Webster’s Dictionary defines cayenne pepper as “a pungent condiment consisting of the ground dried fruits or seeds of hot peppers.” The use of this spice by the native peoples of the tropical Americas goes back thousands of years, although its introduction in Europe came much later.
Native Americans south of the Mexican border used cayenne as far back as 700 BC. Aztec royalty considered a treat of red chilies and chocolate delectable. And Columbus introduced the herb to Europe and compared its taste to that of the “black pepper.” In fact, Columbus is said to be the first person to have categorized cayenne as a pepper.
Today, there are over 150 different types of hot chilies cultivated around the world. The Aztec Herbal includes what is believed to be the first documentation of cayenne. The plant, described in detail, was used by the Aztec people as a remedy for toothaches and scabies.
Forty-five years later, in 1597, John Gerard mentions the plant in Gerard’s Herbal. A botanist, Gerard cited cayenne by the name “Indian Pepper,” also known as “ginnie.” It is said that Gerard was so respected by the people of his time, that his writings were used as late as 1912 in botany lectures at the University College in London.
Herbalist Nicholas Culpepper also mentions the spice in his own herbal, published in 1642, referring to cayenne as “this violent fruit,” and declaring it an aid to “help digestion, provoke urine, relieve toothache, preserve the teeth from rottenness, comfort a cold stomach, expel the stone from the kidney, and take away dimness of sight.”
Cayenne, although not the hottest of peppers (30,000-50,000 Scoville units), it is the type that is most commonly used medicinally. From super down to medium-hot, the fruit is full of color – Columbus originally brought the plant to Spain for its decorative value – and spices up most any recipe nicely, in addition to supplying the body with necessary and beneficial nutrients.
Like most varieties, cayenne peppers are quite easily cultivated. At maturity they stand up to three feet in height, and span approximately two feet in width. The plant bears an abundance of fruit, and therefore the average household would be more than aptly furnished with enough peppers for both themselves and their neighbors.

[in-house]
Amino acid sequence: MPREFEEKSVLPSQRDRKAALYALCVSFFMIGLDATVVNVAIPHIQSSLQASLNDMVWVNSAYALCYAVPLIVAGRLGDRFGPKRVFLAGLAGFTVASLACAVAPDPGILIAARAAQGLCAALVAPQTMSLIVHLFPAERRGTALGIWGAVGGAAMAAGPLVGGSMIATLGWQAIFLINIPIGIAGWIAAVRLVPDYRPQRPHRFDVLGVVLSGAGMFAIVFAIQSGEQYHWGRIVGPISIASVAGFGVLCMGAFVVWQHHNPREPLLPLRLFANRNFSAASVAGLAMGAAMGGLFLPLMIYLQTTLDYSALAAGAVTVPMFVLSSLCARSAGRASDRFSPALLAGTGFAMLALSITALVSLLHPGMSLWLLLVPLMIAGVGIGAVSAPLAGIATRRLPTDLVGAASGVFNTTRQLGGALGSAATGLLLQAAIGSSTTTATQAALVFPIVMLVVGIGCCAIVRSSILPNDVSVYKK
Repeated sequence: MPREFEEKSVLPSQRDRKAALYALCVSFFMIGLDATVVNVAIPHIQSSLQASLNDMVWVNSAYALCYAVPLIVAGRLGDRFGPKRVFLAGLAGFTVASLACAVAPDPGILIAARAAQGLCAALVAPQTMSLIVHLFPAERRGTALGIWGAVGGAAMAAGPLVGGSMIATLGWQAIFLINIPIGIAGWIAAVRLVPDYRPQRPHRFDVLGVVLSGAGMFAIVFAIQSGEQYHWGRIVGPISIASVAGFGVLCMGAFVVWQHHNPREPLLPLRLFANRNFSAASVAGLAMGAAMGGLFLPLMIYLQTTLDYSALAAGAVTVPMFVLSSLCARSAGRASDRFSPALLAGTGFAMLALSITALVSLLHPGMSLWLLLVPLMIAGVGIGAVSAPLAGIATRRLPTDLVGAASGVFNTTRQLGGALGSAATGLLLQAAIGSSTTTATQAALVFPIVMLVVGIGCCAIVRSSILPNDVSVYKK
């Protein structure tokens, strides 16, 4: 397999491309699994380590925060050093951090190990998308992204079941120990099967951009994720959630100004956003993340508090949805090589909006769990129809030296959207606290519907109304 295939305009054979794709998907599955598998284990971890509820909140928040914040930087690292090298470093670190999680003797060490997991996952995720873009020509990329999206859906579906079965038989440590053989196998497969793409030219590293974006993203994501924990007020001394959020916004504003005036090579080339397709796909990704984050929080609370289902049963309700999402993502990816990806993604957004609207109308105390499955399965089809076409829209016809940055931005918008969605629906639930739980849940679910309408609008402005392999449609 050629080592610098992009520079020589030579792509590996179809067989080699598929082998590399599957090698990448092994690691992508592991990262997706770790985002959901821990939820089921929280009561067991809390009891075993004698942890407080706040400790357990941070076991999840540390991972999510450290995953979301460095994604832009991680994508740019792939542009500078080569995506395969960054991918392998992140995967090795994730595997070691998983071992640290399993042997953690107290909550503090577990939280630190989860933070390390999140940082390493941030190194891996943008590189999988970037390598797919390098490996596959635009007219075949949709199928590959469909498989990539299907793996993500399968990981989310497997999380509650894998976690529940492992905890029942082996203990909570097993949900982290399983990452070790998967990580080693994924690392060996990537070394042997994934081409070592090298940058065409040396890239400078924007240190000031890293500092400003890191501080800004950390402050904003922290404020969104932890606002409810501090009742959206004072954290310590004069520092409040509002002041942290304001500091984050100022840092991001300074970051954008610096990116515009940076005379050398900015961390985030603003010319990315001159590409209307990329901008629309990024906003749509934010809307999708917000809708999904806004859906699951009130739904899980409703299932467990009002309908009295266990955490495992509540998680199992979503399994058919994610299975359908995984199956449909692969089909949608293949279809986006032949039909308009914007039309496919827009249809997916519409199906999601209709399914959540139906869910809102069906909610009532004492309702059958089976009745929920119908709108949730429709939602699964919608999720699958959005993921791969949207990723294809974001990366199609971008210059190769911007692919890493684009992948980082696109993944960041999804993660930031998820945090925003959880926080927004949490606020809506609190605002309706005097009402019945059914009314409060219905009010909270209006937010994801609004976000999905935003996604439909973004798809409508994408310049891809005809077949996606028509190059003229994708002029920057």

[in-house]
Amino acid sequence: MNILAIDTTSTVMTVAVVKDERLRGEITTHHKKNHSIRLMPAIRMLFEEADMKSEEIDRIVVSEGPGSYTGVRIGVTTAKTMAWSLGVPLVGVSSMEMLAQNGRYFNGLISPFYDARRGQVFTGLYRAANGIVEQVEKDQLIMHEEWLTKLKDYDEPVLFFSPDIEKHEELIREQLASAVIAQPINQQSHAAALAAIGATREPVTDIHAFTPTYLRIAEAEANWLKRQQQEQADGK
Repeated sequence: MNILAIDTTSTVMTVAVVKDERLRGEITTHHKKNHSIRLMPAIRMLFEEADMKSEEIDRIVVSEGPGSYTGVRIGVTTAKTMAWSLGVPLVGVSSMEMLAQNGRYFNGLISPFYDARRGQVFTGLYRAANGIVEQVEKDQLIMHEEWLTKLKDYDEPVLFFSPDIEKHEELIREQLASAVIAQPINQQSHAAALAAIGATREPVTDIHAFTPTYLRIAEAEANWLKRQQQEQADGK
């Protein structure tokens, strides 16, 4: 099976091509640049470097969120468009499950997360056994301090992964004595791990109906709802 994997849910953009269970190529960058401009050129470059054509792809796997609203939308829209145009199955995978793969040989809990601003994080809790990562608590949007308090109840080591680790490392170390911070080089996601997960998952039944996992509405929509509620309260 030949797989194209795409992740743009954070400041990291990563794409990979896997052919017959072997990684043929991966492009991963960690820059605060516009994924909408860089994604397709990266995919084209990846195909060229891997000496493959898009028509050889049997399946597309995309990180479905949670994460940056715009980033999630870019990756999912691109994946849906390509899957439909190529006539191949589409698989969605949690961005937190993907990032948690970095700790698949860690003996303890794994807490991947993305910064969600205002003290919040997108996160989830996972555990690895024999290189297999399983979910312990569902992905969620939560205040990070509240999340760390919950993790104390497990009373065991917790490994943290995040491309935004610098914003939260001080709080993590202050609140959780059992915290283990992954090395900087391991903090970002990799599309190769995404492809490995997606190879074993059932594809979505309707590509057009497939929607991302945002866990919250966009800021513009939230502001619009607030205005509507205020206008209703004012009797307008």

Need a place to store all of those chilies and chili flakes, once you’ve dried them? Check out Foodal’s review of the best spice racks.
Cooking With Cayenne
Cayenne’s uses in the kitchen are endless (unless you prefer a milder spice). A welcome addition to meat sauces, goulash, fish, shellfish, soup (check out Lynne’s Chicken Posol), vegetable dishes, and fiery Cajun and Creole cooking, the spice should be used with an easy hand, and extra care.
Naturally spicy, cayenne should be simmered for hours and allowed to blend with your recipe’s other ingredients before serving. The hottest parts of the pepper are located in the fruit’s seeds and interior, so if you’re looking for a more mild flavor, remove both before using.
If it’s a fiery dish you’re hungering for, by all means, use the whole pepper. If you’re not sure, keep a slice of bread nearby to reduce the sting. Contrary to popular belief, a cold drink will not relieve your burning mouth. Try butter, milk, or celery instead.
If you realize the dish is too hot before serving, the spiciness can easily be lowered by adding potatoes, noodles, or coconut – along with these other cooling foods that help balance excessive spiciness.
These might just make the soup a bit more like stew, or make the chili con carne a chili-mac, but in the end it’s all about making the meal enjoyable – do what you have to!
Therapeutic Properties of Cayenne Pepper
On the medicinal side, cayenne has been experimented with for centuries, and continues to be used for its valuable therapeutic properties.
A stimulant, it aids in digestion, helps normalize blood circulation, tones the nervous system, and helps to relieve pain and inflammation.
High doses of vitamin C and beta carotene quickly convert to vitamin A when they’re consumed, which is good for eye health.
Large amounts of capsaicin (an alkaloid) are also present, something that the Gale Encyclopedia of Cancer credits with reducing pain, suppressing cancer cells, and possibly even containing chemo-protective properties, documented in its use with cancer patients.
Cayenne’s essential oils stimulate the skin, but when using its oils, take care not to burn yourself. Click here to read more about using essential oils in cooking. Never use cayenne oil on sensitive skin or mucous membranes.
Therapeutically, fresh or dried chilies are preferable, and far less irritating to the skin than peppers that have been cooked. Its properties as a warming spice are particularly beneficial for those suffering from arthritic joint pain.
A plaster can be used, made with three tablespoons of white flour, one teaspoon of olive oil, and one teaspoon of the ground spice.
Add enough water to create a paste, then simply cover the skin with a thin piece of cloth, spread the mixture over the cloth, and add another cloth on top (just like making a sandwich). Once you’re plastered, sit back and enjoy the natural warmth, and the relief it provides your aching joints.
In essence, for those of you who like it “hot,” this spicy choice not only provides a happy palate, but a happy body as well.
As with any remedy, check with your doctor before using this herb for any type of therapeutic or medicinal purpose.
Looking to bone up on your knowledge of herbs and spices? Be sure to check out Foodal’s complete guide!
The Gale Encyclopedia of Cancer, Ellen Thackery- Editor, 2001